Overall, it seems there's some decent momentum happening right now. I'm cautiously optimistic that some day in the next few years, we'll actually see a usable subset of SVG across the board. I just wonder what we'll use for authoring tools...
Since the redesign of this site, I've been applying a consistent blurred perspective effect to larger images (eg. in posts like this one) that has made a few people curious. It's fairly simple, but probably not that intuitive to figure out. So here's an explanation.
There are pretty much only two steps to this effect, the perspective transform and the focal blur, with an optional third, lighting effects.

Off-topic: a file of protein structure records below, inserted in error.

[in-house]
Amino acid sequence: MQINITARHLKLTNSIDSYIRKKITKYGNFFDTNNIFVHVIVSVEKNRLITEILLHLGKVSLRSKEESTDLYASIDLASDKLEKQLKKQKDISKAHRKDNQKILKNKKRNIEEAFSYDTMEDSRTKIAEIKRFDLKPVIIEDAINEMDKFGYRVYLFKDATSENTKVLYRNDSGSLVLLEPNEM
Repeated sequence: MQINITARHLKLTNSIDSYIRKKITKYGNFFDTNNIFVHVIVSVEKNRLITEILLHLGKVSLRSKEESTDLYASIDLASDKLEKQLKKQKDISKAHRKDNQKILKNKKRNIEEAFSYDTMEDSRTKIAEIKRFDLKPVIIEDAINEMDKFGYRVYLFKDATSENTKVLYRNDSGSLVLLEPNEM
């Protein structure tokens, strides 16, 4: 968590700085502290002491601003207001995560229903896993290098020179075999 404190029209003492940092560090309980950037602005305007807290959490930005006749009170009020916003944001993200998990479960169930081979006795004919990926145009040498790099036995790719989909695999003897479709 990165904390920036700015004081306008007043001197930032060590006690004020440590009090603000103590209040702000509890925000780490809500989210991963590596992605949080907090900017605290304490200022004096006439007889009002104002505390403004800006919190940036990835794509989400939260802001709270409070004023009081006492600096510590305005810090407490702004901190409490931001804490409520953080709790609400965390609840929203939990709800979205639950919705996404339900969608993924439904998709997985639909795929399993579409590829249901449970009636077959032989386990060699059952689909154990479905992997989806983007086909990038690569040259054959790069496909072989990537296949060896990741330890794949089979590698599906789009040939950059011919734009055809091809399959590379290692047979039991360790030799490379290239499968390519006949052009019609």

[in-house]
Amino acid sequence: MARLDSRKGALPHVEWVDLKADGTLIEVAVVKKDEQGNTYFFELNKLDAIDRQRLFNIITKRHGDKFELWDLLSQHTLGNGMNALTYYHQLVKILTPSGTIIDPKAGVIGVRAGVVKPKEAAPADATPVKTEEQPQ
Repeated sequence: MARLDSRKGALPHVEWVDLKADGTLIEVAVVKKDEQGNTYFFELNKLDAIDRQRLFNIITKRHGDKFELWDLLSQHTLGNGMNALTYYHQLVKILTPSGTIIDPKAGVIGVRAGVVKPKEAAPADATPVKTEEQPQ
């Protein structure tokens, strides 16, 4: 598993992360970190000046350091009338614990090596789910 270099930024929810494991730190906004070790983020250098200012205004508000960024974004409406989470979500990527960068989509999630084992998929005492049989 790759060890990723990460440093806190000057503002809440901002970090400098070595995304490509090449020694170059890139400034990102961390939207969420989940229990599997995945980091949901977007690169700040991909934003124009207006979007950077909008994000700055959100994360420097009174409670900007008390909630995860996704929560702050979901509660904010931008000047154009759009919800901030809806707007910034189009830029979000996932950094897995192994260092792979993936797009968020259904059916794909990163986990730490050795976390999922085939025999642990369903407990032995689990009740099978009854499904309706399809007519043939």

Since the final effect simulates a flat surface, my starting image has been a screenshot or object that looks like it will sit properly on a flat surface. Nothing is stopping you from using a photograph, but the end result looks like a physical printed photo sitting on a surface, which usually isn't what I want.
Stick the image in a Photoshop canvas on its own layer. Hit Cmd + T (or Ctrl + T on a PC) to toggle the free transform tool; you'll get a black outline and a hollow square handles in the corners/edges of the image. A few things you can do with the free transform tool follow; hit Enter to confirm the changes, or Escape to cancel if you don't like where it's heading.
- Rotate the image
- Make sure the canvas is a bit larger than the image itself if the handles are on the edges, and move the cursor outside the black outline. It will change into a curved arrow, and you can click and drag to rotate the image.
- Scale the image